Again, look how "ethical" pharmaceutical companies are
My new favorite site Pharmalot has coverage of another off-label marketing scandal:
Medicis agreed to settle allegations the company violated the False Claims Act concerning claims submitted to Medicaid, the Justice Department announced today. The settlement resolves charges Medicis promoted a topical skin preparation, Loprox, for use on children under the age of 10, without FDA approval.
The US and four former Medicis employees alleged that from approximately November 2001 through April 2004, Medicis sales personnel targeted pediatricians, urging the docs to use Loprox as a treatment for diaper rash. Loprox, which is approved as a fungicide for kids over 10, isn't a “medically accepted indication” for the treatment of diaper dermatitis and other skin disorders in children under 10.
This is especially bad for two reasons. First, off-label marketing is dangerous because the drugs have not been tested or approved by the FDA for this purpose. Thus, Medicis put infants at risk just to make a buck. Second, many of these prescriptions were paid for by Medicaid under false pretenses; because Medicaid won't approve prescriptions for off-label usage, the taxpayers got ripped off.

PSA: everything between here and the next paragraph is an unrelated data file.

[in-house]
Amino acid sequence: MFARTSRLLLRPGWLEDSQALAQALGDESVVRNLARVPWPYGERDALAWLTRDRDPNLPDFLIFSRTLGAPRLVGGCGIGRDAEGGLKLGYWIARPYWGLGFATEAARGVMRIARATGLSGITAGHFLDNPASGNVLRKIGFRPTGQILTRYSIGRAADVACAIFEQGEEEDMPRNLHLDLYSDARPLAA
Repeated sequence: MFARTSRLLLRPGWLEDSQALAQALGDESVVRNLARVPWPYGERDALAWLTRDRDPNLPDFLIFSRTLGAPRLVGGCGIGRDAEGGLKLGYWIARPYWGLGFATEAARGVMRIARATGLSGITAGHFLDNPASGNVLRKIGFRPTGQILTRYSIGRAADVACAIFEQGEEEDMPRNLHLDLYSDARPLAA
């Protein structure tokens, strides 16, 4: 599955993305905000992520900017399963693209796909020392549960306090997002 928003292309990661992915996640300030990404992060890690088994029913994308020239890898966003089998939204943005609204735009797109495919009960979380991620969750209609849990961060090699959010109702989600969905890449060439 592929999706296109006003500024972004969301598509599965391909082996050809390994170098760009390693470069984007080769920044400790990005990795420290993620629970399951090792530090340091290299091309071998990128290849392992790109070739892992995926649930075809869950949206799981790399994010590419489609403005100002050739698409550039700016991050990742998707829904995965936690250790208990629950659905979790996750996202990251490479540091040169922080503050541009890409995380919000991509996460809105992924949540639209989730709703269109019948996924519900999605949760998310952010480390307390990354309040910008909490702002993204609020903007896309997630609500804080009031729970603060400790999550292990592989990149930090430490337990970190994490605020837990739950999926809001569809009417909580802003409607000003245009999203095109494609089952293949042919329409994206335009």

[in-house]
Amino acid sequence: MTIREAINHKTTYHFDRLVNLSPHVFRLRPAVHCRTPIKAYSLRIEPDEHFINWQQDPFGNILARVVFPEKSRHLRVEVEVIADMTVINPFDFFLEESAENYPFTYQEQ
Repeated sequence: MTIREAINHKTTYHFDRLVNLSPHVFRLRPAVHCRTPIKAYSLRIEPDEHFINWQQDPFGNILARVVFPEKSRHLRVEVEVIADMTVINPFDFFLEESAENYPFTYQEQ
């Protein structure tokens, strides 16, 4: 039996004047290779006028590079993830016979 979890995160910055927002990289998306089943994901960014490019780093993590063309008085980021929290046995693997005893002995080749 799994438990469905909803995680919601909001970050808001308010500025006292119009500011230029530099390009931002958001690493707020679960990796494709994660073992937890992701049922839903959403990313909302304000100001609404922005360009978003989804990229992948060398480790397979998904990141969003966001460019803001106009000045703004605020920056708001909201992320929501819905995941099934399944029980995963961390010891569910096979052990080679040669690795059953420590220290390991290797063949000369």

Medicis is settling for $9.8 million dollars. A little over 1 million is going to the former employees who helped bring Medicis to justice. Without the qui tam provisions of the False Claim Act, the odds are Medicis never would have been caught. Since qui tam provisions are so effective in catching crooked corporations, I bet you won't be surprised to know that the gang at Overlawyered and much of the rest of the "reform" movement want to limit or abolish qui tam.